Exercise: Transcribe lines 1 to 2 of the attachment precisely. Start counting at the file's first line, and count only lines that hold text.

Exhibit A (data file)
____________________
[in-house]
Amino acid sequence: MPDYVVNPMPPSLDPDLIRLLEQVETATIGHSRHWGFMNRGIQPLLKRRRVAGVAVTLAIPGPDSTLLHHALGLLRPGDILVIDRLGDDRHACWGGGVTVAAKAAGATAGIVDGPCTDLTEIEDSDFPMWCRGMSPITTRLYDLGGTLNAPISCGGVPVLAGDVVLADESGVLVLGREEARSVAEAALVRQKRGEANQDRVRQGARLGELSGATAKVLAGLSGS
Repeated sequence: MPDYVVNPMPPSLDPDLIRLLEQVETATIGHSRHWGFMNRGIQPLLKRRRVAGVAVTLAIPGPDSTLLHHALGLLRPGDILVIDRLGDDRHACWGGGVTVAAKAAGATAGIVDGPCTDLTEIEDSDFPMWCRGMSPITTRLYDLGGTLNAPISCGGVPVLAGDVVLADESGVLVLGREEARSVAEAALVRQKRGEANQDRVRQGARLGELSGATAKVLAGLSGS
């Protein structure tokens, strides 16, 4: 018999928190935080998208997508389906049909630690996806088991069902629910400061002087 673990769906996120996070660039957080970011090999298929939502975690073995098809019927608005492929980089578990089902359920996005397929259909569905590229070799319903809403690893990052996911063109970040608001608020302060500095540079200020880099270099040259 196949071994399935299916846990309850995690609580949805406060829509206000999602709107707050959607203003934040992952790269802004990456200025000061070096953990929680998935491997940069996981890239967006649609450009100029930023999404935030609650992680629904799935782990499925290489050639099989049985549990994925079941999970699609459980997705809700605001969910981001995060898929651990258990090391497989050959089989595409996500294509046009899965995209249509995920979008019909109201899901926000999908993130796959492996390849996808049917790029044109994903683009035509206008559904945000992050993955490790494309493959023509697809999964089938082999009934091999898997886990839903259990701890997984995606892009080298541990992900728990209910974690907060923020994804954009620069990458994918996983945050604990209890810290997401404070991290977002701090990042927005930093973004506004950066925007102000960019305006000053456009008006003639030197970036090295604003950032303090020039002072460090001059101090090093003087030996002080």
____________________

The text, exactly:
[in-house]
Amino acid sequence: MPDYVVNPMPPSLDPDLIRLLEQVETATIGHSRHWGFMNRGIQPLLKRRRVAGVAVTLAIPGPDSTLLHHALGLLRPGDILVIDRLGDDRHACWGGGVTVAAKAAGATAGIVDGPCTDLTEIEDSDFPMWCRGMSPITTRLYDLGGTLNAPISCGGVPVLAGDVVLADESGVLVLGREEARSVAEAALVRQKRGEANQDRVRQGARLGELSGATAKVLAGLSGS